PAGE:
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Like most tyre brands, Maxxis use a lot of technologies that all have their own special names. It can be a bit confusing for the uninitiated, so let’s dig in and figure this out!
There are 4 main elements that form a tyre. The bead, the casing, the tread compound and the tread pattern. Let’s look a bit deeper at each of these.
This is the part that locks into the rim when inflated. The different versions of bead that Maxxis make are:
Wire Bead – This is the cheapest and heaviest, but also the most robust. While technically not a Tubeless Ready bead, because the wire inside is quite stiff they are actually very easy to make tubeless.
Kevlar Folding – Also known as a folding bead, as the tyre is foldable. Kevlar beads are more expensive to manufacture, but save a good chunk of weight and are still very tough. This is not a tubeless ready bead and we don’t recommend trying.
TR Kevlar Folding – (TR stands for Tubeless Ready) This is the same as the kevlar folding, but the rubber around the Kevlar is shaped in such a way that it creates a seal against the rim when inflated. TR tyres need to run a liquid sealant to ensure they remain tubeless.
LUST – Lightweight Ultimate Sidewall Technology is Maxxis’ take on UST (Universal Standard Tubeless) tyres. LUST is actually used to classify both the bead and the casing, but we’ll just focus on the bead for now. A UST bead is much the same as a TR Kevlar Folding bead, except the bead is shaped in such a way that it matches in perfectly with a UST specific rim. This set up is so solid, you don’t need any tyre sealant to make them tubeless. This system has largely been replaced by TR now, as the TR tyres are significantly lighter.
This is the carcass of the tyre and refers to everything from bead to bead, except the tread. There are quite a few different versions of casing available from Maxxis, as it is largely responsible for how much a tyre weighs and how tough it is.
Before we get into the different types of casings, we should talk about another technical term called TPI (Threads Per Inch). Most Maxxis Tyres are either 60 TPI or 120 TPI. The higher 120 TPI casing is lighter, thinner and will be able to better conform to the shape of the terrain. However, the 60 TPI casing is more resistant to puncture, abrasions and cuts. The different types of casings are (in order from lightest to heaviest):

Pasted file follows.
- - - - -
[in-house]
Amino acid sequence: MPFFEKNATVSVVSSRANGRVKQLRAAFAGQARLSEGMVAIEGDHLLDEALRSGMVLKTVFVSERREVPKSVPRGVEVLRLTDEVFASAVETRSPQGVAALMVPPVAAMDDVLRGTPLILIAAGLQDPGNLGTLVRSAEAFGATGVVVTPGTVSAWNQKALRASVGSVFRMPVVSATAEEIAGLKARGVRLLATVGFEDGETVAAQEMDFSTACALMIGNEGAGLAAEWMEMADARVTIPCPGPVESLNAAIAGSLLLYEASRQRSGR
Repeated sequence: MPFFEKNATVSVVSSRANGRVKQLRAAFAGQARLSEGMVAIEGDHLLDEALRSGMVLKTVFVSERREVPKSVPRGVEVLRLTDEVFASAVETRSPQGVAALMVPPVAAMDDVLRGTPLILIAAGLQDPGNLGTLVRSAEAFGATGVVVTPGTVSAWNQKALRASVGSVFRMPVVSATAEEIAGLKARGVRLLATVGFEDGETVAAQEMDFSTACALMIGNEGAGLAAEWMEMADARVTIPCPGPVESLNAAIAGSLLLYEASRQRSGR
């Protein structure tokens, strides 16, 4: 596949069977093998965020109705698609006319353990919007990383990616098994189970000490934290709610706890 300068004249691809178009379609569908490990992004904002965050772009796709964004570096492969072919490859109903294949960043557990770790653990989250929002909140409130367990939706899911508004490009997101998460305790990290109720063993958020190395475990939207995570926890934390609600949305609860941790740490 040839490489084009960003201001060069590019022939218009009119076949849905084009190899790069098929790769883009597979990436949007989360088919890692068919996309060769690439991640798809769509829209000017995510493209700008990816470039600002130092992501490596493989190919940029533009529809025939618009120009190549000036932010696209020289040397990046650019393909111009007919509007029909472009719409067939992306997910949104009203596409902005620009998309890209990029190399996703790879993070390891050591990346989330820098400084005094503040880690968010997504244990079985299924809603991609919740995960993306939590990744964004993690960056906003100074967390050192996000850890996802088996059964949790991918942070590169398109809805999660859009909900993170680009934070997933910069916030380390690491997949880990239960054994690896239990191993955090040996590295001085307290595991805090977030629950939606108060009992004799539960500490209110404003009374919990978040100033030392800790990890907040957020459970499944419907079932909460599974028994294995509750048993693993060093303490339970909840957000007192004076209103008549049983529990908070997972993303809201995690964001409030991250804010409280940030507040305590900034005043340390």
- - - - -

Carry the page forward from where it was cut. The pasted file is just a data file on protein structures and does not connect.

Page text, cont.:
eXCeption Series – This is a casing that is specifically designed for Cross Country racers, with a single 120 TPI layer making it super light. It’s largely been superseded by the EXO casing though as it’s not very tough.
Single Ply – This is the basic casing, with one 60 TPI layer.
EXO – EXO is most popular with cross country, trail riders and light duty all mountain riders. It’s a single 60 TPI (generally) layer mated with an additional layer of abrasion and cut resistant material. The additional layer is extremely light and remains very flexible, so the comfort and flexibility of the casing remains extremely good.
EXO Plus + – Combines two of the Maxxis puncture protection materials: SilkShield and EXO. The SilkShield layer runs from bead-to-bead with a layer of EXO along the sidewalls. Combined, these two materials create EXO+ which gives a 27% increase in puncture protection under the tread, a 51% increase in sidewall durability and a 28% increase in resistance to pinch flats when compared to the regular EXO Protection. There is a small weight penalty of around 70g per tyre.
LUST – This is a single 120 TPI casing with an additional fabric layer that is then coated in an airtight rubber compound that makes it completely non-porous. This process makes for a very strong and puncture resistant tyre, however, it does add quite a bit of weight. This has largely been superseded by the EXO casing.
Double Down – DD - The newest casing in the Maxxis range. Double Down is designed specifically for enduro and heavy duty all mountain riders. It features 2 x 120TPI layers to give both great strength and puncture/abrasion resistance, but the casing still conforms to the terrain very well. This also has a Butyl rubber insert that stretches from the bead up the sidewall to offer ultimate pinch flat resistance.
Dual Ply – Also known as Downhill casing, this is 2 x 60TPI layers. It also has a Butyl insert stretching from the bead up the sidewall. This makes a huge difference in pinch flat protection, while also supporting the sidewall of the tyre.
Silkworm – While this isn’t a casing type in its own right, it can be added into a casing. Silkworm is an additional layer that is only located under the tread of the tyre. It is there to stop spikes, thorns or sharp rocks from penetrating through the tread.
Tread compound refers to the durometer (softness) of the tyre. Durometer is symbolised with an "a" and the lower the number, the softer the rubber compound. Maxxis make a lot of different tread compounds, and they use either single, dual and triple compounds of rubber:
Single Compound – The same compound the whole way over the tyre tread.
Dual Compound – This is when the side knobs are made of a softer rubber for better cornering grip, and the centre knobs are a harder compound for better wear life and lower rolling resistance
Triple Compound – Also known as 3C, this is when the base of the knobs are a firm rubber so the knobs hold their shape better, then the side knobs are covered in a soft compound for ultimate cornering grip, and a medium compound is used over the centre tread to lower rolling resistance and improve longevity. Maxxis make 3 different 3C compounds (outlined below).
From hardest to softest tread compound, Maxxis produce:
Single Compound - 70a Durometer the firmest compound for maximum tread life, and super low rolling resistance.
eXCeption – A 62a Rubber compound perfect for Cross country race bikes
MaxxPro – A 60a rubber predominately used as a long life gravity bike tyre.
Dual Compound – 51a/60a - A 51a rubber compound on the side knobs with a 60a rubber on the centre knobs.
3C Maxx Speed - 72a/60a/62a - These feature 72a rubber at the base of the knobs with 60a on the side knobs and 62a on the centre tread. This offers the lowest rolling resistance for cross country bikes.